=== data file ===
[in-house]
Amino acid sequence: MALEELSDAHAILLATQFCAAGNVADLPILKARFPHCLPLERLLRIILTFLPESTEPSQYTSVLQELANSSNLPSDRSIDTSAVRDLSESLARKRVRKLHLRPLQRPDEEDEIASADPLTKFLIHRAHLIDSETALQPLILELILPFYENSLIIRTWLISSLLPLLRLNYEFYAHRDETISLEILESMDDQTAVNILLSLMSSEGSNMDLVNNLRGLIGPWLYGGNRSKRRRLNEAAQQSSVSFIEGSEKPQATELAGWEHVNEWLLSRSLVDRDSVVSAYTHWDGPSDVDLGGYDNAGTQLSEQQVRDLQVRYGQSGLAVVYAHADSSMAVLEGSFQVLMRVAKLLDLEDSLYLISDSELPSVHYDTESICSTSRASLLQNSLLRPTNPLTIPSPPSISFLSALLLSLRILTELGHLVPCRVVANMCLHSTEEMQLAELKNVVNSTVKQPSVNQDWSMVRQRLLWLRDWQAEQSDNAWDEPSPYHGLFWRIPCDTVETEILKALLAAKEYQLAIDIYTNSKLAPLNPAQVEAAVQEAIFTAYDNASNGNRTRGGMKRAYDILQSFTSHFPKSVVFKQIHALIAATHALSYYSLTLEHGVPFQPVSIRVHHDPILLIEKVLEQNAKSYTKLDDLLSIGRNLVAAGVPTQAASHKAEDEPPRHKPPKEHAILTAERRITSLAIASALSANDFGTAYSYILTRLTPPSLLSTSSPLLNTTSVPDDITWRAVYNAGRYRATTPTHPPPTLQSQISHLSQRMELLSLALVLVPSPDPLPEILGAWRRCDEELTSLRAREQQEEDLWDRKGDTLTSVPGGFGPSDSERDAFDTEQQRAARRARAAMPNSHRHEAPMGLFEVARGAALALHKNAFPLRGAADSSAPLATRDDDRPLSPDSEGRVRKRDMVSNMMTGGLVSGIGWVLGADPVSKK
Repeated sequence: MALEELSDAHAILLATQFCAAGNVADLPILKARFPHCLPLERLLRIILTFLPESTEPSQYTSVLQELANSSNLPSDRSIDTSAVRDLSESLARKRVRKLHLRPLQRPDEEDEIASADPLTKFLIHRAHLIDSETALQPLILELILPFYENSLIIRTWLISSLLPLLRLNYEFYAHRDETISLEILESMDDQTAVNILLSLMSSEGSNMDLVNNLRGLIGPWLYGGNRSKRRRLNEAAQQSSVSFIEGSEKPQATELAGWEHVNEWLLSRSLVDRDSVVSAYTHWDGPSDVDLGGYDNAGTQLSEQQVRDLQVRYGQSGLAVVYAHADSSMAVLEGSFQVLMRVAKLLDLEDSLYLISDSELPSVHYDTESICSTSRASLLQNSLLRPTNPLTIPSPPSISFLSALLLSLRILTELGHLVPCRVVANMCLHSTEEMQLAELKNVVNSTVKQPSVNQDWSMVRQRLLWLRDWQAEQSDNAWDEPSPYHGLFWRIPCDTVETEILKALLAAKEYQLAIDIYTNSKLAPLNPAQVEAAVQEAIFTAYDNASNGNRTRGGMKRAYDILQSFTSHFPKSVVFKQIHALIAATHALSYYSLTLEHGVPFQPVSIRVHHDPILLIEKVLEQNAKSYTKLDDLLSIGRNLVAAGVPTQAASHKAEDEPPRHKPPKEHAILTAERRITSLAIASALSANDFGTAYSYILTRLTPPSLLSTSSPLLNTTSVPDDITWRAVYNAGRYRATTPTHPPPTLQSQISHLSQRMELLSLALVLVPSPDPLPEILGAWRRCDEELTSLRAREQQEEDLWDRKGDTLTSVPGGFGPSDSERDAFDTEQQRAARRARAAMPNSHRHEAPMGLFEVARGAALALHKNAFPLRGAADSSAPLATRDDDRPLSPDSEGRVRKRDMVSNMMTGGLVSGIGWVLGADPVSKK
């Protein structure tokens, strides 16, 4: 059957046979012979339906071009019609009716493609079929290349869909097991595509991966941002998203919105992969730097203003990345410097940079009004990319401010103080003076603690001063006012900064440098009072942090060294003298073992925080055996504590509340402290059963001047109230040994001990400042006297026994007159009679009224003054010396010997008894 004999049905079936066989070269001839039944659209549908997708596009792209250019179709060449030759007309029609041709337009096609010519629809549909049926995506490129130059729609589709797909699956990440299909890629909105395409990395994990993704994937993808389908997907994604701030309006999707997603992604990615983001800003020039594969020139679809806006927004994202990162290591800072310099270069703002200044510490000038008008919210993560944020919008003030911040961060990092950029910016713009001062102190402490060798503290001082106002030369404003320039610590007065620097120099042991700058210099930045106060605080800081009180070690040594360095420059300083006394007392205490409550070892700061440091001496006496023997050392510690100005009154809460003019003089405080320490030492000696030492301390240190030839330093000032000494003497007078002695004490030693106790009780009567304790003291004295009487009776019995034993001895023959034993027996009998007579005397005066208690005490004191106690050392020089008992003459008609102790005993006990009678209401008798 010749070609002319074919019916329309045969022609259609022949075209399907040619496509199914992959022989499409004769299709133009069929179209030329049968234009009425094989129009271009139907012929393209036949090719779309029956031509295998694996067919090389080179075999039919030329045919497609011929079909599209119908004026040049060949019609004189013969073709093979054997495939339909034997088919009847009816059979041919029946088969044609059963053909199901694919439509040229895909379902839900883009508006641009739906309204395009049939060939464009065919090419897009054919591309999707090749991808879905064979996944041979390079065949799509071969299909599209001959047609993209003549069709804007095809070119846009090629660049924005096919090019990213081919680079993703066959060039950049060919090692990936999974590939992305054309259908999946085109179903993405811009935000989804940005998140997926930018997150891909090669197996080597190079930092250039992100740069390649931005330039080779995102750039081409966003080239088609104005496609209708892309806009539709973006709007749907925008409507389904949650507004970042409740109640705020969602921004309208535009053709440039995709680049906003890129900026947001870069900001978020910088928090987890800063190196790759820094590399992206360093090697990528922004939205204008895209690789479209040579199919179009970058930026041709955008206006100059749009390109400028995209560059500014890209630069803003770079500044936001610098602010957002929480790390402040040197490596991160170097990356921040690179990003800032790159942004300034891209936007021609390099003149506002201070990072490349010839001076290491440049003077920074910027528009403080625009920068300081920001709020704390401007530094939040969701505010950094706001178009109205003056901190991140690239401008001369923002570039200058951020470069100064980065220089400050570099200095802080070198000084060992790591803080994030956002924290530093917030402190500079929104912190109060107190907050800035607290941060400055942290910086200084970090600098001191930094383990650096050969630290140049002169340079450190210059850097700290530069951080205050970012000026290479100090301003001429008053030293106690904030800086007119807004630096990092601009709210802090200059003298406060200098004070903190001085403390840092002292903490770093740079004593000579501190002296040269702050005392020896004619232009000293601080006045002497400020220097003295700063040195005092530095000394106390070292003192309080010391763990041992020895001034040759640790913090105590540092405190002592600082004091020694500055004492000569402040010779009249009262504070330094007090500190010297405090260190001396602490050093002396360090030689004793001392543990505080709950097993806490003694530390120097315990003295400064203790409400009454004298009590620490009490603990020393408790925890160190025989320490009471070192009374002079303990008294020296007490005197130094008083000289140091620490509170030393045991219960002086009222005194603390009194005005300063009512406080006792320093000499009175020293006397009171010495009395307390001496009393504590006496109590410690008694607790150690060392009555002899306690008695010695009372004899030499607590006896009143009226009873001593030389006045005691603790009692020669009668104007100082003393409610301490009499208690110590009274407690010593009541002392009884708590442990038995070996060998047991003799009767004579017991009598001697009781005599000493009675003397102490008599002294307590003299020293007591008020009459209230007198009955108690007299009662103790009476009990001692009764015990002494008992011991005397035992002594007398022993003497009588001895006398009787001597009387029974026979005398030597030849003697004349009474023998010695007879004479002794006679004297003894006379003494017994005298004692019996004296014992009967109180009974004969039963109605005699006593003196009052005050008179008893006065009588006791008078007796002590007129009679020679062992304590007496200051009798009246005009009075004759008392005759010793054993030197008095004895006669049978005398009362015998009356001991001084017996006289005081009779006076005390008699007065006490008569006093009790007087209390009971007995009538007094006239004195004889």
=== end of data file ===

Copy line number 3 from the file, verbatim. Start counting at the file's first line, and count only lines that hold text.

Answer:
Repeated sequence: MALEELSDAHAILLATQFCAAGNVADLPILKARFPHCLPLERLLRIILTFLPESTEPSQYTSVLQELANSSNLPSDRSIDTSAVRDLSESLARKRVRKLHLRPLQRPDEEDEIASADPLTKFLIHRAHLIDSETALQPLILELILPFYENSLIIRTWLISSLLPLLRLNYEFYAHRDETISLEILESMDDQTAVNILLSLMSSEGSNMDLVNNLRGLIGPWLYGGNRSKRRRLNEAAQQSSVSFIEGSEKPQATELAGWEHVNEWLLSRSLVDRDSVVSAYTHWDGPSDVDLGGYDNAGTQLSEQQVRDLQVRYGQSGLAVVYAHADSSMAVLEGSFQVLMRVAKLLDLEDSLYLISDSELPSVHYDTESICSTSRASLLQNSLLRPTNPLTIPSPPSISFLSALLLSLRILTELGHLVPCRVVANMCLHSTEEMQLAELKNVVNSTVKQPSVNQDWSMVRQRLLWLRDWQAEQSDNAWDEPSPYHGLFWRIPCDTVETEILKALLAAKEYQLAIDIYTNSKLAPLNPAQVEAAVQEAIFTAYDNASNGNRTRGGMKRAYDILQSFTSHFPKSVVFKQIHALIAATHALSYYSLTLEHGVPFQPVSIRVHHDPILLIEKVLEQNAKSYTKLDDLLSIGRNLVAAGVPTQAASHKAEDEPPRHKPPKEHAILTAERRITSLAIASALSANDFGTAYSYILTRLTPPSLLSTSSPLLNTTSVPDDITWRAVYNAGRYRATTPTHPPPTLQSQISHLSQRMELLSLALVLVPSPDPLPEILGAWRRCDEELTSLRAREQQEEDLWDRKGDTLTSVPGGFGPSDSERDAFDTEQQRAARRARAAMPNSHRHEAPMGLFEVARGAALALHKNAFPLRGAADSSAPLATRDDDRPLSPDSEGRVRKRDMVSNMMTGGLVSGIGWVLGADPVSKK